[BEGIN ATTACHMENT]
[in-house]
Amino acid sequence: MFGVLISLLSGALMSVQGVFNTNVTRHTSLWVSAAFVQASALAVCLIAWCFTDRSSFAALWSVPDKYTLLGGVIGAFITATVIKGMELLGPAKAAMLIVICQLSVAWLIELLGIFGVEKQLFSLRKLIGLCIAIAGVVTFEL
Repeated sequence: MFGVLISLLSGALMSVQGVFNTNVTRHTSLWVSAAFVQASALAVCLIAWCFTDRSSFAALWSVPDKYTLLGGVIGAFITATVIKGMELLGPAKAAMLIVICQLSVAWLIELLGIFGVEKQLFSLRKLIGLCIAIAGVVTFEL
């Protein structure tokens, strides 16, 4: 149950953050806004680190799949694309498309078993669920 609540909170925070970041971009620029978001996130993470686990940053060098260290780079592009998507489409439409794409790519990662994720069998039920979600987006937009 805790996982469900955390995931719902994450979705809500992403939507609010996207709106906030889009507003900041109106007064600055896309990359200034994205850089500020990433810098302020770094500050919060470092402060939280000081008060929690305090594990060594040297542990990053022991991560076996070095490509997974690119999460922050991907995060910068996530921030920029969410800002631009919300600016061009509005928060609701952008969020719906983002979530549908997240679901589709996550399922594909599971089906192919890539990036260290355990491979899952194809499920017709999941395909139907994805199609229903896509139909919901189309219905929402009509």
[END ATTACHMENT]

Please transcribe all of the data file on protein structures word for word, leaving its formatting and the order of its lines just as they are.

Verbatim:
[in-house]
Amino acid sequence: MFGVLISLLSGALMSVQGVFNTNVTRHTSLWVSAAFVQASALAVCLIAWCFTDRSSFAALWSVPDKYTLLGGVIGAFITATVIKGMELLGPAKAAMLIVICQLSVAWLIELLGIFGVEKQLFSLRKLIGLCIAIAGVVTFEL
Repeated sequence: MFGVLISLLSGALMSVQGVFNTNVTRHTSLWVSAAFVQASALAVCLIAWCFTDRSSFAALWSVPDKYTLLGGVIGAFITATVIKGMELLGPAKAAMLIVICQLSVAWLIELLGIFGVEKQLFSLRKLIGLCIAIAGVVTFEL
């Protein structure tokens, strides 16, 4: 149950953050806004680190799949694309498309078993669920 609540909170925070970041971009620029978001996130993470686990940053060098260290780079592009998507489409439409794409790519990662994720069998039920979600987006937009 805790996982469900955390995931719902994450979705809500992403939507609010996207709106906030889009507003900041109106007064600055896309990359200034994205850089500020990433810098302020770094500050919060470092402060939280000081008060929690305090594990060594040297542990990053022991991560076996070095490509997974690119999460922050991907995060910068996530921030920029969410800002631009919300600016061009509005928060609701952008969020719906983002979530549908997240679901589709996550399922594909599971089906192919890539990036260290355990491979899952194809499920017709999941395909139907994805199609229903896509139909919901189309219905929402009509």